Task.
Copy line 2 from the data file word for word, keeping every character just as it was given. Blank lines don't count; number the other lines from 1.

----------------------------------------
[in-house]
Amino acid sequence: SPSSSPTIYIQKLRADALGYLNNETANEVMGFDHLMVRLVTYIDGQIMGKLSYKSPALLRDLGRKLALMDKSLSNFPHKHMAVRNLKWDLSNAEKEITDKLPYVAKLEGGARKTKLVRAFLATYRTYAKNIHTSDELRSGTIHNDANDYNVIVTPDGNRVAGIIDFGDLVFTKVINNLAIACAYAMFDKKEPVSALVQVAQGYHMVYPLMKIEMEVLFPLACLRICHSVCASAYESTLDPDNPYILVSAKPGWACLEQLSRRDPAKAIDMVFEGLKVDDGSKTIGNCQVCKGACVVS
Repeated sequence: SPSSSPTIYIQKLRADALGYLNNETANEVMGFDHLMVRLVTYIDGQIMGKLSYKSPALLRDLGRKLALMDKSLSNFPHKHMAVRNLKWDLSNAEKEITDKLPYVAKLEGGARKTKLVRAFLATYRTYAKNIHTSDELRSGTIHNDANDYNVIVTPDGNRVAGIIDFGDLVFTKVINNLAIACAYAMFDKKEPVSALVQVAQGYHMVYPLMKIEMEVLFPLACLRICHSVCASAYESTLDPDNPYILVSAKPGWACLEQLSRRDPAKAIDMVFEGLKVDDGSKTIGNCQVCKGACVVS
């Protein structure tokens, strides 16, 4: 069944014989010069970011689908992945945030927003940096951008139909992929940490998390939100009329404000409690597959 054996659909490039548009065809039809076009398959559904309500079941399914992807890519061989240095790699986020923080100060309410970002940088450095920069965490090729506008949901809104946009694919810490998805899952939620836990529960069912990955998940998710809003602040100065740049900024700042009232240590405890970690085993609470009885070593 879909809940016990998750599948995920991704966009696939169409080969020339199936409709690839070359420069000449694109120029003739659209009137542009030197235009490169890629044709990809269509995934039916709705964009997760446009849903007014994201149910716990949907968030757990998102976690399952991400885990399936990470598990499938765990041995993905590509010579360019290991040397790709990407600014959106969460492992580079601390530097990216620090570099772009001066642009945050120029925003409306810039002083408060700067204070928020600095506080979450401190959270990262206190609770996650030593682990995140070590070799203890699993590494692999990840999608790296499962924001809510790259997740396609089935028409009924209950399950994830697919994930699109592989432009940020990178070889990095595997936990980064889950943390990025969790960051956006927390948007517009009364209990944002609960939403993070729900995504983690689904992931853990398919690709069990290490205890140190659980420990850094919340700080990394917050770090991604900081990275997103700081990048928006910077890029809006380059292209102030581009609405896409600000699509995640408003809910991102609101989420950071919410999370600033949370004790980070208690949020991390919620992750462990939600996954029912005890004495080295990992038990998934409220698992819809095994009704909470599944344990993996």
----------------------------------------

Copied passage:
Amino acid sequence: SPSSSPTIYIQKLRADALGYLNNETANEVMGFDHLMVRLVTYIDGQIMGKLSYKSPALLRDLGRKLALMDKSLSNFPHKHMAVRNLKWDLSNAEKEITDKLPYVAKLEGGARKTKLVRAFLATYRTYAKNIHTSDELRSGTIHNDANDYNVIVTPDGNRVAGIIDFGDLVFTKVINNLAIACAYAMFDKKEPVSALVQVAQGYHMVYPLMKIEMEVLFPLACLRICHSVCASAYESTLDPDNPYILVSAKPGWACLEQLSRRDPAKAIDMVFEGLKVDDGSKTIGNCQVCKGACVVS